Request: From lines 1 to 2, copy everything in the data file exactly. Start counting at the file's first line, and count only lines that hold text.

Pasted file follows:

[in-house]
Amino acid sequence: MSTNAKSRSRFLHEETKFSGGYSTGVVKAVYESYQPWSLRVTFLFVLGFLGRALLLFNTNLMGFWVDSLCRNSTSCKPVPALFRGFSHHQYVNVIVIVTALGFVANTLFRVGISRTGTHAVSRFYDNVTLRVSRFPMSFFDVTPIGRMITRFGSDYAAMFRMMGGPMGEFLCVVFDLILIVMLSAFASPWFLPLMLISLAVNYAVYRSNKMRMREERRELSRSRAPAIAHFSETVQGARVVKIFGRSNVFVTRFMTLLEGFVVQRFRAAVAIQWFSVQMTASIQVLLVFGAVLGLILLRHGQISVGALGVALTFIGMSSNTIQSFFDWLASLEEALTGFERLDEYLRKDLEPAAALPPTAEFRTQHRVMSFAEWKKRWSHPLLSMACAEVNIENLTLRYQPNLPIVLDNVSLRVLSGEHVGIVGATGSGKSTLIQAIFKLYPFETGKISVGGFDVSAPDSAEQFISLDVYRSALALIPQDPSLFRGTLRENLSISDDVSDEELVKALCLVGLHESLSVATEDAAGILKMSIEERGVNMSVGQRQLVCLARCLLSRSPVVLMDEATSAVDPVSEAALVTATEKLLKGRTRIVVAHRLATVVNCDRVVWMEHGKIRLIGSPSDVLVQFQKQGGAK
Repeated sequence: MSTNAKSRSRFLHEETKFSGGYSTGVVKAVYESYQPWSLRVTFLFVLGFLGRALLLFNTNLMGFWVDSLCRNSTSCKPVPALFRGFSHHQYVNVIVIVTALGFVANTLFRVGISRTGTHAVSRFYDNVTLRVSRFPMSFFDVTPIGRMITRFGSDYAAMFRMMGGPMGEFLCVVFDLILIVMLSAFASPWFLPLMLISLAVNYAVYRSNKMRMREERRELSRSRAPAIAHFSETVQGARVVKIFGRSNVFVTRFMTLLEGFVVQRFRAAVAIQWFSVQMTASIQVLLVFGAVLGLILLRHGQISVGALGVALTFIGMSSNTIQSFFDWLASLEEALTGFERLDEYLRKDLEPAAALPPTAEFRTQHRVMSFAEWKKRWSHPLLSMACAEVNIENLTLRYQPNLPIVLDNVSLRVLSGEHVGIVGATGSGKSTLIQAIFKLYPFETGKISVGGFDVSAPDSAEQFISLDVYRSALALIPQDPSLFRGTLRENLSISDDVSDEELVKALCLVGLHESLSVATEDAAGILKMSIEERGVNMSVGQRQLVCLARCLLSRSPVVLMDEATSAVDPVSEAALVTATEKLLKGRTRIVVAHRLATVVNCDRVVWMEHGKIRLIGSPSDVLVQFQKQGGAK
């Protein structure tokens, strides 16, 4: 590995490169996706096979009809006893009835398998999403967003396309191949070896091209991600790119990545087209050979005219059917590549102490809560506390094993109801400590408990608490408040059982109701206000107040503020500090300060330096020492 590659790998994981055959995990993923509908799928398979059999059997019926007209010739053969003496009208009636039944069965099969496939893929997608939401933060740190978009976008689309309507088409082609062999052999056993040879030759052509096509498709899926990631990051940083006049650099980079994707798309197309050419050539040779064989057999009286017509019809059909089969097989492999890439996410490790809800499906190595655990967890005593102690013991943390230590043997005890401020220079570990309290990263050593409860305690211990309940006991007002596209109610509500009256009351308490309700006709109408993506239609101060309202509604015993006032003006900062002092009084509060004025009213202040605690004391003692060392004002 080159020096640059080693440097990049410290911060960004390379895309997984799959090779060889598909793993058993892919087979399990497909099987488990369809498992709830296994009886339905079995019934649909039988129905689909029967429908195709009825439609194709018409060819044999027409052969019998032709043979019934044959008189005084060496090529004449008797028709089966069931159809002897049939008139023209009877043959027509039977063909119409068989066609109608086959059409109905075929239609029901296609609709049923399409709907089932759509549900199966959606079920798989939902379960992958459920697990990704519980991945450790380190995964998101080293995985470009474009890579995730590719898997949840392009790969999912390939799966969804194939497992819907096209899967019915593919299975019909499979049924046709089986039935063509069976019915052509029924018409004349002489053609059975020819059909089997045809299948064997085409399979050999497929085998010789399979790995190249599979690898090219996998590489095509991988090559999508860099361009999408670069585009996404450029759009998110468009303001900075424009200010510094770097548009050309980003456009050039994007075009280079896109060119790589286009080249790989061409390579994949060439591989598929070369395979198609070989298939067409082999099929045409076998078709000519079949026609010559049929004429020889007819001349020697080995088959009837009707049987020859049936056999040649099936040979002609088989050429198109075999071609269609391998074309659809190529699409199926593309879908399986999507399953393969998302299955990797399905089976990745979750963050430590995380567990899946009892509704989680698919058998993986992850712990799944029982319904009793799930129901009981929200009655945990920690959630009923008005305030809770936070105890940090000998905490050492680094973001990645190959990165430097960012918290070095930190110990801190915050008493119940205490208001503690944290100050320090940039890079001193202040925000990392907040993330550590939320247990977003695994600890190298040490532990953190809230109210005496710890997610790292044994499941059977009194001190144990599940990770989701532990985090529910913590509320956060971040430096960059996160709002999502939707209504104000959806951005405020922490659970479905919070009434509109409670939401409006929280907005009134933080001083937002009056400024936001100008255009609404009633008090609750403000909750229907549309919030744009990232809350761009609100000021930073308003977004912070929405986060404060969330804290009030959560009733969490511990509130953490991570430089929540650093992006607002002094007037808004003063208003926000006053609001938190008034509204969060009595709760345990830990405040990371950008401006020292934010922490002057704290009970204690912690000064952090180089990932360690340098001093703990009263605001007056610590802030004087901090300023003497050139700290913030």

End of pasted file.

[in-house]
Amino acid sequence: MSTNAKSRSRFLHEETKFSGGYSTGVVKAVYESYQPWSLRVTFLFVLGFLGRALLLFNTNLMGFWVDSLCRNSTSCKPVPALFRGFSHHQYVNVIVIVTALGFVANTLFRVGISRTGTHAVSRFYDNVTLRVSRFPMSFFDVTPIGRMITRFGSDYAAMFRMMGGPMGEFLCVVFDLILIVMLSAFASPWFLPLMLISLAVNYAVYRSNKMRMREERRELSRSRAPAIAHFSETVQGARVVKIFGRSNVFVTRFMTLLEGFVVQRFRAAVAIQWFSVQMTASIQVLLVFGAVLGLILLRHGQISVGALGVALTFIGMSSNTIQSFFDWLASLEEALTGFERLDEYLRKDLEPAAALPPTAEFRTQHRVMSFAEWKKRWSHPLLSMACAEVNIENLTLRYQPNLPIVLDNVSLRVLSGEHVGIVGATGSGKSTLIQAIFKLYPFETGKISVGGFDVSAPDSAEQFISLDVYRSALALIPQDPSLFRGTLRENLSISDDVSDEELVKALCLVGLHESLSVATEDAAGILKMSIEERGVNMSVGQRQLVCLARCLLSRSPVVLMDEATSAVDPVSEAALVTATEKLLKGRTRIVVAHRLATVVNCDRVVWMEHGKIRLIGSPSDVLVQFQKQGGAK